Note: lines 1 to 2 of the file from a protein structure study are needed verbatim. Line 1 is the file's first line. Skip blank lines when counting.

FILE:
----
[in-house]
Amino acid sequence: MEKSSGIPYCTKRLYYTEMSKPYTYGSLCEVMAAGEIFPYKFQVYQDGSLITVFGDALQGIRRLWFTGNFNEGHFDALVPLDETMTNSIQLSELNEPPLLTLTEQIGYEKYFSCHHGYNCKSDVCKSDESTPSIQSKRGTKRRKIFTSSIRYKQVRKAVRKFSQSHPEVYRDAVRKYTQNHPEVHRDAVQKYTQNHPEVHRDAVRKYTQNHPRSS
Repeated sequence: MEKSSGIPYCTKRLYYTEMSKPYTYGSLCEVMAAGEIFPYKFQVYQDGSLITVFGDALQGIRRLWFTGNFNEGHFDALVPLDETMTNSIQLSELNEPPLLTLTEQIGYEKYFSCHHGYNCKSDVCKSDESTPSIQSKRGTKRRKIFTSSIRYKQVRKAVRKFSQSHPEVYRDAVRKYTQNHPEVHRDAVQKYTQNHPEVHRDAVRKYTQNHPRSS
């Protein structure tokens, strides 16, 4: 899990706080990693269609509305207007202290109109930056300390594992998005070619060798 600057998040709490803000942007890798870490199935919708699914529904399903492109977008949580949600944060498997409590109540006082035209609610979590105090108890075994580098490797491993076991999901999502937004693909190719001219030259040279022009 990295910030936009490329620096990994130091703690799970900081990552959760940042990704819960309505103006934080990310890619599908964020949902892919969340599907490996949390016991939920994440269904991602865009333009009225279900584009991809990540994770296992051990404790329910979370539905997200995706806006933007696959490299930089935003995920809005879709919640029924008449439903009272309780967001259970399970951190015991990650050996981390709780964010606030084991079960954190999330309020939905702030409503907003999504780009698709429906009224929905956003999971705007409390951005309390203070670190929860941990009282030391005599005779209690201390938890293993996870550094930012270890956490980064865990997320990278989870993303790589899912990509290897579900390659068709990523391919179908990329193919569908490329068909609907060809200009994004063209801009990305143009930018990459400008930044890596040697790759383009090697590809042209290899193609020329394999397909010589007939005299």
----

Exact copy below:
[in-house]
Amino acid sequence: MEKSSGIPYCTKRLYYTEMSKPYTYGSLCEVMAAGEIFPYKFQVYQDGSLITVFGDALQGIRRLWFTGNFNEGHFDALVPLDETMTNSIQLSELNEPPLLTLTEQIGYEKYFSCHHGYNCKSDVCKSDESTPSIQSKRGTKRRKIFTSSIRYKQVRKAVRKFSQSHPEVYRDAVRKYTQNHPEVHRDAVQKYTQNHPEVHRDAVRKYTQNHPRSS